When South Bend’s Near Northwest Neighborhood Inc. decided to open a volunteer-run, pay-it-forward coffee shop a few years ago, they turned to Notre Dame Law School’s Community Development Clinic for help.
Residents of the historical area northwest of downtown South Bend knew they wanted to establish a space where people could meet and create a greater sense of community in the neighborhood. They would call it The Local Cup.
But they didn’t know exactly how to set up the venture.
This is the type of question the Community Development Clinic regularly answers for clients. Under the direction of Professor Jim Kelly, the clinic provides free non-litigation services to nonprofits and small businesses. Student interns at the clinic advise, prepare documents, and represent clients in a wide variety of business, nonprofit, and real estate matters.
A barista at The Local Cup makes pour-over coffee. | Photo by Alicia Sachau
“We have been working with the Community Development Clinic for over three years, and each student has been an asset,” said Kathy Schuth, the Near Northwest Neighborhood’s executive director. “While they are learning, they are also accomplishing essential pieces of business for us as a community development corporation.”
When opening The Local Cup, the Near Northwest Neighborhood had to consider several factors, including whether to structure the coffee shop as a corporation or limited liability company.
“The students understood the process and were able to advise the NNN on the best option for their new business,” Kelly said. They ultimately established an LLC, and The Local Cup opened in 2015.
The Near Northwest Neighborhood’s focus as a nonprofit organization is on acquiring, refurbishing, and reselling old homes to provide stable housing for low- to moderate-income families. The Community Development Clinic has helped the NNN with this activity, as well.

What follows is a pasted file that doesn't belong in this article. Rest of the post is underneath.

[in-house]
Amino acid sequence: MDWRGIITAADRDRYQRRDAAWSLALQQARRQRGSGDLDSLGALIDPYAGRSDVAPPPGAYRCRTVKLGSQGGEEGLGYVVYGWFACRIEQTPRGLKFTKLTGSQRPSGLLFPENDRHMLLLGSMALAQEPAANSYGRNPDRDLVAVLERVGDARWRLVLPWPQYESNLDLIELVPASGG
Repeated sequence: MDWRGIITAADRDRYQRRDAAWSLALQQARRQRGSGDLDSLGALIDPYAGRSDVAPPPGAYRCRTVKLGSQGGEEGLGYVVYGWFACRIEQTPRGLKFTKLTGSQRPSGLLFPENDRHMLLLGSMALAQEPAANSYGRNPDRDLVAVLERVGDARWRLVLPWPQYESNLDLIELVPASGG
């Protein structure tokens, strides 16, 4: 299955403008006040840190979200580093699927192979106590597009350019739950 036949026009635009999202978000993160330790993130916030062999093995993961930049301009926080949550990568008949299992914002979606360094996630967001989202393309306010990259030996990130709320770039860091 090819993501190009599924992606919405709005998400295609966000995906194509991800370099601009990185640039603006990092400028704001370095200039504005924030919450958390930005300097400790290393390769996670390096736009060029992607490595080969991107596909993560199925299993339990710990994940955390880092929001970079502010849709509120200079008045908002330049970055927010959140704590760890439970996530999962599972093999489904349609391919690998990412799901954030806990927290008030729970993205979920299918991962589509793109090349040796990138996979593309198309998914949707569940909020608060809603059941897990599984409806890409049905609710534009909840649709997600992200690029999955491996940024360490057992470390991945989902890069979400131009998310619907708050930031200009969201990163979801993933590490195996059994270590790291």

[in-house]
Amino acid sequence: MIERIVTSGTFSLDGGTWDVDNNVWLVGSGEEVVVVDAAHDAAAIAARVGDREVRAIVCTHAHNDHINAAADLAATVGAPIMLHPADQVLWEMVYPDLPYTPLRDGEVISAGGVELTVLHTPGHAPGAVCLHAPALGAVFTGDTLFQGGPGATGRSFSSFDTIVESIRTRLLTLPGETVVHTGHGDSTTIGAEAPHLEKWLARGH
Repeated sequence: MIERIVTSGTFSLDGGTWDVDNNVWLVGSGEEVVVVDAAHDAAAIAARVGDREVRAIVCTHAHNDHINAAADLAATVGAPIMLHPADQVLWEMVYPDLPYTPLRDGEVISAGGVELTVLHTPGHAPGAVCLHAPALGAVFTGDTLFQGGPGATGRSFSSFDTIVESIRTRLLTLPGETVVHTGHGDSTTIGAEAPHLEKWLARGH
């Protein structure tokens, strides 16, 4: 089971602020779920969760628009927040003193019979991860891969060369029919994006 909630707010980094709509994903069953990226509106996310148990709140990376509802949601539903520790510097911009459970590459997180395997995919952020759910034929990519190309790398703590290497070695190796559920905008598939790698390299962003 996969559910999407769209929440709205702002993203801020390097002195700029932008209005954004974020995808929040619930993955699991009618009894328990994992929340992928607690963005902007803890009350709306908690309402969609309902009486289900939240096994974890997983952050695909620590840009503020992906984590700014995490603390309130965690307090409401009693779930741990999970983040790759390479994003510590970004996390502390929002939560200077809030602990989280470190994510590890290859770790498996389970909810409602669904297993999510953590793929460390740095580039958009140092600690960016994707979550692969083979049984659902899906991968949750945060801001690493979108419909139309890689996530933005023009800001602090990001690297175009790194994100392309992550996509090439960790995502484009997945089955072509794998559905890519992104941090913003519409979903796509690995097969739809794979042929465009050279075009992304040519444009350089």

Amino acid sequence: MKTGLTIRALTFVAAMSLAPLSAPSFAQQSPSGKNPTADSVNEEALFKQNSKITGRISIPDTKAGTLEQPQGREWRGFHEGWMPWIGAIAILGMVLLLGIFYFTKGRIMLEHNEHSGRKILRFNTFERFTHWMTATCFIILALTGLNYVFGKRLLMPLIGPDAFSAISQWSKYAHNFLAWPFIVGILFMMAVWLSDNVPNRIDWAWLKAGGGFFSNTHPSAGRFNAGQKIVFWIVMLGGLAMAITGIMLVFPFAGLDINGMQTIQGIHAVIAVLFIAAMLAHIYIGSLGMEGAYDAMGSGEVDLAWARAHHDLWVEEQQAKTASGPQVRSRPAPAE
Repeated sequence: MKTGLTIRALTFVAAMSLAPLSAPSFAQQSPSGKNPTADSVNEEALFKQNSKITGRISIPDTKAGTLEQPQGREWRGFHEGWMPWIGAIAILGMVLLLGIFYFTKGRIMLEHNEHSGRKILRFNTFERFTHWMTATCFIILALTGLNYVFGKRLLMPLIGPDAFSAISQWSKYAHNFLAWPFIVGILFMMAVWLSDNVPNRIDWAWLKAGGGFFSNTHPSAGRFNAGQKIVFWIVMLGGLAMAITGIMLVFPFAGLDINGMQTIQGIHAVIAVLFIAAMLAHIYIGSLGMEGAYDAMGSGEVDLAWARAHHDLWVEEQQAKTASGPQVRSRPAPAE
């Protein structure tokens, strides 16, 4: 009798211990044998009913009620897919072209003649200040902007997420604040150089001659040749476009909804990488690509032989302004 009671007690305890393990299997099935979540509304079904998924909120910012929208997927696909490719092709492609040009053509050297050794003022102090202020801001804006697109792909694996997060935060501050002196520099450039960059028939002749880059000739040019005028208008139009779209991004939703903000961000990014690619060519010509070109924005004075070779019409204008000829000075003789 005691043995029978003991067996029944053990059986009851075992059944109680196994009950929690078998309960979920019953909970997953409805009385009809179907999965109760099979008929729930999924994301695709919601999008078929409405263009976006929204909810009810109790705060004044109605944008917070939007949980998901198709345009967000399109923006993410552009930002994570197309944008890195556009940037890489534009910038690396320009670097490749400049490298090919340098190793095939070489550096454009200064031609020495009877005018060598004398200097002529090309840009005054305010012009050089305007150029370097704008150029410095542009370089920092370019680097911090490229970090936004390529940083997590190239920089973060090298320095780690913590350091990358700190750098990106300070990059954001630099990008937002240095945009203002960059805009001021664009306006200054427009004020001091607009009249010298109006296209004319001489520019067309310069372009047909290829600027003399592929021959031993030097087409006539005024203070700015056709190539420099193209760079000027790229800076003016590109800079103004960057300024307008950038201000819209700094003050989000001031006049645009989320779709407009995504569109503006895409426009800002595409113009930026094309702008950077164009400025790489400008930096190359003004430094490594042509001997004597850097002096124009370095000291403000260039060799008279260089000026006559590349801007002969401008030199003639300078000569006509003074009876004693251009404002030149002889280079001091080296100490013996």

“Clinic students assist clients with all of the transactional and legal needs for buying these properties,” Kelly said. “Our students work directly with the home buyers and sellers to make sure their real estate transactions are legally sound.”
For example, he said, the paperwork for old homes is often not in order and needs to be sorted through so that new owners can secure clean titles.
Schuth said Professor Kelly’s team has helped the NNN prepare legal documents and acquire more than a dozen properties. “The opportunities with the clinic increase our capacity and our access to expertise,” she said.
The value of experiential learning
The Community Development Clinic is one of Notre Dame Law School’s five clinics.
All of the clinics function as teaching law offices where students work as lead attorneys on real cases under the supervision of seasoned faculty members. Notre Dame Law School considers experiential learning – including clinical experiences as well as externships, skills courses, and immersion programs – to be a core part of a legal education.
While the student interns at the Community Development Clinic are helping make the Near Northwest Neighborhood a more vibrant community and a nicer place for people to live, they are also getting hands-on training as practicing attorneys.
Other projects at the clinic include reviewing charter documents, drafting bylaws and contracts, and counseling clients on best practices for establishing a nonprofit organization or small business. This behind-the-scenes legal work enables people to strengthen communities, create more economic opportunity, and enhance human flourishing.
For example, the clinic recently helped a new small business – a company that provides at-home care for adults – with zoning and land-use approvals for its new property.
Last year, The Wall Street Journal highlighted one of the Community Development Clinic’s most inspiring clients: Green Bridge Growers. The business grows flowers and produce while employing autistic adults. The clinic represented Green Bridge in its formation and in obtaining 501(c)3 status.